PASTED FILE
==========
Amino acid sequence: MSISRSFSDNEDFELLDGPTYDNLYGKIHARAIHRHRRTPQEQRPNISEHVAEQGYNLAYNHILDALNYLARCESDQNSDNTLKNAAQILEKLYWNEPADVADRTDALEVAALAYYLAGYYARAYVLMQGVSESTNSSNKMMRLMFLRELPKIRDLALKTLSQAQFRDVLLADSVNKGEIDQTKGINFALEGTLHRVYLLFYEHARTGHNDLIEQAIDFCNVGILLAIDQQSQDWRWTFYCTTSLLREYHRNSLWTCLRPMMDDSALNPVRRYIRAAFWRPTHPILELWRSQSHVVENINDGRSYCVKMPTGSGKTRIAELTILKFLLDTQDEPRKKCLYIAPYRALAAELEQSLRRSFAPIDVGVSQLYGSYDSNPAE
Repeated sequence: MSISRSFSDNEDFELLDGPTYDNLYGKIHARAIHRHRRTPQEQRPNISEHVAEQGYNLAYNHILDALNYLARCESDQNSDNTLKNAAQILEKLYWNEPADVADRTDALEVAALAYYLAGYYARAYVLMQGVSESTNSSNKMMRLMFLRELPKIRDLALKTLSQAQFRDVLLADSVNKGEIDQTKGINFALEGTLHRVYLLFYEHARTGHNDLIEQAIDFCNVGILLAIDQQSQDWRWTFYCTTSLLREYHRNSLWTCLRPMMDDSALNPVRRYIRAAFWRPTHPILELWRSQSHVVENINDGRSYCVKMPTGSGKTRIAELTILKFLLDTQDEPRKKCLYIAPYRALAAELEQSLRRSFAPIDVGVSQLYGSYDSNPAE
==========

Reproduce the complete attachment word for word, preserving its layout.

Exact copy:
Amino acid sequence: MSISRSFSDNEDFELLDGPTYDNLYGKIHARAIHRHRRTPQEQRPNISEHVAEQGYNLAYNHILDALNYLARCESDQNSDNTLKNAAQILEKLYWNEPADVADRTDALEVAALAYYLAGYYARAYVLMQGVSESTNSSNKMMRLMFLRELPKIRDLALKTLSQAQFRDVLLADSVNKGEIDQTKGINFALEGTLHRVYLLFYEHARTGHNDLIEQAIDFCNVGILLAIDQQSQDWRWTFYCTTSLLREYHRNSLWTCLRPMMDDSALNPVRRYIRAAFWRPTHPILELWRSQSHVVENINDGRSYCVKMPTGSGKTRIAELTILKFLLDTQDEPRKKCLYIAPYRALAAELEQSLRRSFAPIDVGVSQLYGSYDSNPAE
Repeated sequence: MSISRSFSDNEDFELLDGPTYDNLYGKIHARAIHRHRRTPQEQRPNISEHVAEQGYNLAYNHILDALNYLARCESDQNSDNTLKNAAQILEKLYWNEPADVADRTDALEVAALAYYLAGYYARAYVLMQGVSESTNSSNKMMRLMFLRELPKIRDLALKTLSQAQFRDVLLADSVNKGEIDQTKGINFALEGTLHRVYLLFYEHARTGHNDLIEQAIDFCNVGILLAIDQQSQDWRWTFYCTTSLLREYHRNSLWTCLRPMMDDSALNPVRRYIRAAFWRPTHPILELWRSQSHVVENINDGRSYCVKMPTGSGKTRIAELTILKFLLDTQDEPRKKCLYIAPYRALAAELEQSLRRSFAPIDVGVSQLYGSYDSNPAE